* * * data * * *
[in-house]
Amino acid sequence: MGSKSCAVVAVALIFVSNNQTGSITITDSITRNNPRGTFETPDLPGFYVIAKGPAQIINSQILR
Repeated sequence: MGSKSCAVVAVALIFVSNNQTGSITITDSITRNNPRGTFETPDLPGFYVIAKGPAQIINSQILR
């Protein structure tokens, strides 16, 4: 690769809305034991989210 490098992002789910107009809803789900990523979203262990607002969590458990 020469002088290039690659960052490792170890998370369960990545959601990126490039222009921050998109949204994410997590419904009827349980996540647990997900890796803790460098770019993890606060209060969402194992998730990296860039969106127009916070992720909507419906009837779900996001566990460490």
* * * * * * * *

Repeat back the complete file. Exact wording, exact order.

[in-house]
Amino acid sequence: MGSKSCAVVAVALIFVSNNQTGSITITDSITRNNPRGTFETPDLPGFYVIAKGPAQIINSQILR
Repeated sequence: MGSKSCAVVAVALIFVSNNQTGSITITDSITRNNPRGTFETPDLPGFYVIAKGPAQIINSQILR
């Protein structure tokens, strides 16, 4: 690769809305034991989210 490098992002789910107009809803789900990523979203262990607002969590458990 020469002088290039690659960052490792170890998370369960990545959601990126490039222009921050998109949204994410997590419904009827349980996540647990997900890796803790460098770019993890606060209060969402194992998730990296860039969106127009916070992720909507419906009837779900996001566990460490």